It's not been the best book reading month for me this month - that's not to say that I didn't read any books, but the books that I read don't leave me wanting to recommend them to anyone as 'must read' books.
Our book club choice this month was The Immortal Life of Henrietta Lacks
Well, this is quite unlike any book I've read before. It is the true story of cells which were taken from the body of Henrietta Lacks, a poor black tobacco farmer, when she was being treated for cancer. Scientists refer to her as 'HeLa' from the first two letters of her name. Her cells were found to be quite unlike those taken from any other patients and they have been reproduced over and over and still live on today. They have been used in the medical industry for vital research on new vaccines, treatment for illnesses, and investigation into how our bodies work. They have brought new knowledge about chromosomes and the disabilities that are associated with them. They have even been sent into space to research how human cells respond to such environments.
Yet neither Henrietta nor her family were aware that her cells had been taken and were being used for such research. It was not until 20 years after her death that the story of the immortality of her cells was discovered. The book throws up so many questions about consent, and how people of that era would not dare question a medical professional especially if a patient was black and the doctor was white. Not an easy read at times, but so interesting to learn about medical research and the way that one woman has quite literally saved so many lives and helped in the development of new treatments and vaccines.
It is a fascinating tale, yet ... I did not finish the book. There is no doubt that the story of the invaluable medical research that one person enabled is huge, but I just found it a bit hard going the further into the book that I read. According to my kindle, I read 56% - I learnt so much, yet didn't feel that I was enjoying the writing.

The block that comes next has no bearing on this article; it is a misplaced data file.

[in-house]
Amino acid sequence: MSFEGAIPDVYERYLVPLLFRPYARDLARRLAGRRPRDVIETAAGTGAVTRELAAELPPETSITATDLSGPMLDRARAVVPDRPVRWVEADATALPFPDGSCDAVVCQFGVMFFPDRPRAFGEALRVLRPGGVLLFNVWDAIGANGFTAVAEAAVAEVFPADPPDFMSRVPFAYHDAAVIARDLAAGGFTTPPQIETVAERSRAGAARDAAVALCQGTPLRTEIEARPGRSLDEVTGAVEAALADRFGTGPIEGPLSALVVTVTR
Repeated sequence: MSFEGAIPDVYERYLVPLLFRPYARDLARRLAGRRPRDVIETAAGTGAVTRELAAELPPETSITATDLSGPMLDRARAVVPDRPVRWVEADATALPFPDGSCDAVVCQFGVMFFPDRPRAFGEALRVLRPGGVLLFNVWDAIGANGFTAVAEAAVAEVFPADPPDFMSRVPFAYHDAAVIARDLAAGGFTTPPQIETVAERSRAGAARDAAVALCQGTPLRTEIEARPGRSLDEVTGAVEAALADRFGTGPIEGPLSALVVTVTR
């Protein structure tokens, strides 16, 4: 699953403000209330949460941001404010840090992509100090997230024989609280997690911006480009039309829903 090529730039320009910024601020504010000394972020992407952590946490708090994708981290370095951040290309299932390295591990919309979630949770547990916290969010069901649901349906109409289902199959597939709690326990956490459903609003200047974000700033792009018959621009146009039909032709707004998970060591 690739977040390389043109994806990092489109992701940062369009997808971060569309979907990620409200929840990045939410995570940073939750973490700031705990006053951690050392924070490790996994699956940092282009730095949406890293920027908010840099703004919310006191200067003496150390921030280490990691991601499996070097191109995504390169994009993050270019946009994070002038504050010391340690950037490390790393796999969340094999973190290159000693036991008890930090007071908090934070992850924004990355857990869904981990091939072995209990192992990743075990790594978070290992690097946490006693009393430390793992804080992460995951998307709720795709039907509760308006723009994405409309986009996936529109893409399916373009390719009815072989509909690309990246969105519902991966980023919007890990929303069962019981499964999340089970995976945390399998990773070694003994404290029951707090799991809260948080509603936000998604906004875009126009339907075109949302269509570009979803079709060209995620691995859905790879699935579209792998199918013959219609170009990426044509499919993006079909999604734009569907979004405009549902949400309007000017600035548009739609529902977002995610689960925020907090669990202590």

So I then went on to try The Hummingbird by Sandro Veronesi.
Paul had bought it as a recommendation by a local bookshop as he is always keen to try something that he hasn't heard of before. If you click on the link above, you will see that the reviews were good so he decided to try something new. He finished it and when I said I was looking for another book he said I 'might' like it but possibly not! Well never let it be said that I don't try different styles or authors. This is actually a translation of an Italian novel, which may explain the language style in some places.
The Hummingbird is Marco Carrera, given the nickname due to his short stature plus the fact that he seems to be able to remain still, even in the midst of a lifetime of loss and challenges. He has to deal with the suicide of his sister, care of elderly parents, his unhappy marriage, psychological problems of his daughter, the need to take guardianship for his grandaughter and his love for another woman. This poor man has so many tragedies in his life! A therapist tells him that in order to be able to properly care for others you have to remember the advice given on a plane in the case of loss of air pressure - you need to put on your own face mask before you can look after a dependant. He needs to look after himself in order to have the strength to weather the storms that life throws at him.
I did finish the book but it didn't make me want to read 'just one more chapter' before I turned off the light. It's an interesting story but it's not one I'm going to urge you to try.
Let's hope that June's reading choice is more to my taste!